As we are gearing up for the Rockstar Mayhem Festival, we have been checking out the bands from the festival’s line up. An underlining element amongst these heavy metal bands is the impeccable guitar rifts displayed in the tracks. In the past, our ears often headed straight to the vocalist then eventually reaching the guitarists. As our musical knowledge expands, so does our appreciation for all the members of a group. We are ashamed of our musical ignorance back in the day, so we are making up for plenty of lost time and getting to know those iconic instrumentalists we used to look over.

There is no better way to make amends than with Tony MacAlpine also known to us as “a man who has done it all.” What we mean by all is that MacAlpline is a producer, band member, solo artist and a guitarist. Born in the 1960s, he began his musical education at five years old as a piano major at the Springfield Conservatory of Music and then he furthered his studies at Hartt College. Through his 25-year career, he has played with the progressive rock band, Planet X, with the jazz-fusion group, CAB, and with guitar hero Steve Vai. The Massachusetts native has written and arranged numerous solo instrumental studio albums and contributed his guitarist and keyboardist talents to a long list of records by other artists.

Damn, we should have practiced a few more hours before our weekly middle school piano lessons. As instructors like to say “practice makes perfect.” We beg to differ with this statement because we did practice, but we never obtained perfection due to that missing MacAlpine musical gene. Practice only makes perfect when you are given the instrumental foundation to build upon. This basis cannot be acquired. You are either born with it or not. It has been well over two decades and he still cannot put that guitar down; MacAlpine was undeniably born with it.

Our jealousy persists with MacAlpine’s 13th solo album, ‘Tony MacAlpine’, which was just released on June 21st via Favored Nations Entertainment. Drummers, Virgil Donati and Marco Minnemann, and bassist, Philip Bynoe, are featured on various tracks, but MacAlpine plays everything else, the seven-string guitar, the eight-string guitar, the keyboard, bass and programming. Written and recorded at “The Cottage” studio in Pasadena, California, MacAlpine shows how a track of just instrumental sounds can uphold a storyline. This plot doesn’t convey a standard message, which we often hear on vocal tracks. Instead, the interpretation is widely open to each individual listener. Full of musical freedom, the 12 track album puts whatever musical talents we thought we had to shame. We’ll stick to the writing.

The album begins with the tune, “Serpens Caudo,” which reminds us of a tempo Bono and the Edge were trying to achieve for the Broadway show, “Spider-Man: Turn Off The Dark”, but failed to accomplish. Transitioning from heavy metal sounds to rock and to alternative, MacAlpine can unite a variety of sounds in a track without having the genre boundaries be noticeable. Each beat flows right into the next. The consistent guitar rifts keep a recognizable pattern within the song and identify a chorus amongst all the instrumentals. We might sound a bit naive, but we have to be honest with you Shockya readers. Until this tune, we hardly ever attributed a chorus to a song without vocals.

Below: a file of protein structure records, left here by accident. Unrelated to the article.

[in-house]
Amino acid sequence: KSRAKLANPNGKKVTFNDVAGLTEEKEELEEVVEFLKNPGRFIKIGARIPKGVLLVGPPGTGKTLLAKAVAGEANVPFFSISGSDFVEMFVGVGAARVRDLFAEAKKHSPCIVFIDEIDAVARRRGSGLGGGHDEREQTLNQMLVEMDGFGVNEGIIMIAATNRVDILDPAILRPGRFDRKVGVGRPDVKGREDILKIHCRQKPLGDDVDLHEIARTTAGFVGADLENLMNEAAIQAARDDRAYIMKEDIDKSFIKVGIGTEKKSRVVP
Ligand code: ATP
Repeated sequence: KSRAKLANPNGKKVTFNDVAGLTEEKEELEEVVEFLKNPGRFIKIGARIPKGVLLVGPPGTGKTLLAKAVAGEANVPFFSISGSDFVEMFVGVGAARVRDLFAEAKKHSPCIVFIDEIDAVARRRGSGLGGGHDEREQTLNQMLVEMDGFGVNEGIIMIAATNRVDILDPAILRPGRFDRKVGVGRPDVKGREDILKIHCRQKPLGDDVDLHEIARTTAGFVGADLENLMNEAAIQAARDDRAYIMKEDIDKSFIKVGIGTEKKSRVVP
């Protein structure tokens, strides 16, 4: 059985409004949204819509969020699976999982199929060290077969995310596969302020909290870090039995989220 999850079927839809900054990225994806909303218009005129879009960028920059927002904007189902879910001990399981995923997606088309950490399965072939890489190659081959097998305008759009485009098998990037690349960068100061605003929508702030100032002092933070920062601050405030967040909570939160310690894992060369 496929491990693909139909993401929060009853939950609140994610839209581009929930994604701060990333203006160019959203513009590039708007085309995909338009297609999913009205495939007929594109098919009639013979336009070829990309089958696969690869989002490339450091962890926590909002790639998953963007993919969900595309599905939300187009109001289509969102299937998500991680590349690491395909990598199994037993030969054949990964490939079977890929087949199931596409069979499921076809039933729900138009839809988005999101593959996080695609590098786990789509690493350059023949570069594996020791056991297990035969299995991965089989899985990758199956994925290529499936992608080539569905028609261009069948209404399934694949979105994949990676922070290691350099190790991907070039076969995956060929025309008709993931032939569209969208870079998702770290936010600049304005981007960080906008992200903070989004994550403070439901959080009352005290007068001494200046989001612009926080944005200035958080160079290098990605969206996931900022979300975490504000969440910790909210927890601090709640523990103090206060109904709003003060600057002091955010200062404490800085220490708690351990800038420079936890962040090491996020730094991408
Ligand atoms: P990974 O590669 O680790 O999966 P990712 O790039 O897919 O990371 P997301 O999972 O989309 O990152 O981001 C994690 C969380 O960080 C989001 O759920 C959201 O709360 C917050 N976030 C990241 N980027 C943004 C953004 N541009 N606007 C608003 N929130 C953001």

Continuing our unawareness of the powers of instrumentals, we fell for the tune, “Flowers For Monday.” The somber song evoked our “hard to find” solemn emotions with lingering chords strung together that at times reminded us of the sounds you would hear at a bar in Spain. The classical guitar melody is unguarded and the fluidity of the rhythm causes the musical rawness to unveil our not so obvious personality characteristics. We used to think the lyrics of a tune were the main cause of our feelings, but after hearing a track void of words, we can no longer make the same ultimatum. “Flowers For Monday” caused us to have a musical reawakening. The meaning of the instrumental beats of a tune does not have as vivid of a message as vocals would, but the cloudiness allows you to address it to yourself in a personal way, which makes the impact of the song larger than life.

That’s enough of showing you our deep side. Let’s get back to the musical arrangement of MacAlpine’s album with another standout tune, “Blue Maserati.” At the start of the album, you are aware of his musical chops. You just know when an artist has it, but the challenging part is his or her ability to control these skills and not overwhelm a listener. This skill is clearly shown in the track, “Blue Maserati.” Each chord is intricately construed within the song, but it is his guitar restrictions that keep the melody adrift. We are not saying the guitar rifts don’t run. They run without a doubt, but within the tempo are musical inclusions that positively halt the beat from becoming bigger than the ears can handle.

We would have never thought we would thoroughly enjoy an album comprised only of instrumentals. Don’t get us wrong, we still love the lyrics of the track, but our musical appreciation goes far past that now, thanks to Tony MacAlpine. Relieving our struggles through music used to be cut and dry for us. We would find a track that had the most relatable lyrics. This process no longer just applies solely to words anymore. The emotional freedom an instrumental track provides has made music all the more appealing to us and we didn’t think that was even possible. Our lyrical bias no longer exists. So take our advice and let yourself run wild with the tunes of Tony MacAlpine.

by Lonnie Nemiroff

Tony MacAlpine
Tony MacAlpine

By lonnie

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